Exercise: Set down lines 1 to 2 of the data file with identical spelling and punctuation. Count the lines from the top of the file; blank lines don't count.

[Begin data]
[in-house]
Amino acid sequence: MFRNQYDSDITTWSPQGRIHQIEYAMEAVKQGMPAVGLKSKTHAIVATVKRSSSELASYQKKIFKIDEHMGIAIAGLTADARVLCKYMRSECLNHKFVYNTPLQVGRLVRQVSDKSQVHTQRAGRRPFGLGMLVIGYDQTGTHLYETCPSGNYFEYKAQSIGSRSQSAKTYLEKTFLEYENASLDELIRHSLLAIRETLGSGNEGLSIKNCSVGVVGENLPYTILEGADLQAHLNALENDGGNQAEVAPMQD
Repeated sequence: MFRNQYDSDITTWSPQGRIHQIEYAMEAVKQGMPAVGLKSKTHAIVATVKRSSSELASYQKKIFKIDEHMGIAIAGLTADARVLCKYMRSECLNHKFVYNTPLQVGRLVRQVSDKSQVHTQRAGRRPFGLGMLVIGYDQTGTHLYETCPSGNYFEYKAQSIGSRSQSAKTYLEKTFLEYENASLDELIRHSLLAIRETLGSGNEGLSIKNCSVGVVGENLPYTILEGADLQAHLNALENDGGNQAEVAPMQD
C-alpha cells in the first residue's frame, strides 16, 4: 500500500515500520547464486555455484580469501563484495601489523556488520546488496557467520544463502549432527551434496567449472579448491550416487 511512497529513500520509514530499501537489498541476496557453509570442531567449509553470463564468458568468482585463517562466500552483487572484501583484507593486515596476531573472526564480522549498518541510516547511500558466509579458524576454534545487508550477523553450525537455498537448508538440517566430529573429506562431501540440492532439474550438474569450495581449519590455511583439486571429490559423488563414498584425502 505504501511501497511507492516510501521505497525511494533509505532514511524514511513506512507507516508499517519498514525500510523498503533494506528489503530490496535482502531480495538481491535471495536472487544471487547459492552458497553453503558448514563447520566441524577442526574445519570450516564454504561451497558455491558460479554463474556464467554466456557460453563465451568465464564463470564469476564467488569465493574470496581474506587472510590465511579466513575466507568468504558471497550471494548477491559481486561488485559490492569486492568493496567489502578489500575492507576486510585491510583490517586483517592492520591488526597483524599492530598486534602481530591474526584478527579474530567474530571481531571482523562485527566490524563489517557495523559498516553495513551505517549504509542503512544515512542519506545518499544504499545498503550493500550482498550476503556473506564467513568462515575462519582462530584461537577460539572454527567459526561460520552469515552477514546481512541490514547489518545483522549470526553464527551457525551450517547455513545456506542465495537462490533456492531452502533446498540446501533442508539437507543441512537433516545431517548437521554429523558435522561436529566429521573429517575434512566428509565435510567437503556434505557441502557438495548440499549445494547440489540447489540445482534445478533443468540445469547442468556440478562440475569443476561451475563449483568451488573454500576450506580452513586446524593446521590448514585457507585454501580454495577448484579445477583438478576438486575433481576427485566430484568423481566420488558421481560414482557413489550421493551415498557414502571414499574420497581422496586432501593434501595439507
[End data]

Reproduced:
[in-house]
Amino acid sequence: MFRNQYDSDITTWSPQGRIHQIEYAMEAVKQGMPAVGLKSKTHAIVATVKRSSSELASYQKKIFKIDEHMGIAIAGLTADARVLCKYMRSECLNHKFVYNTPLQVGRLVRQVSDKSQVHTQRAGRRPFGLGMLVIGYDQTGTHLYETCPSGNYFEYKAQSIGSRSQSAKTYLEKTFLEYENASLDELIRHSLLAIRETLGSGNEGLSIKNCSVGVVGENLPYTILEGADLQAHLNALENDGGNQAEVAPMQD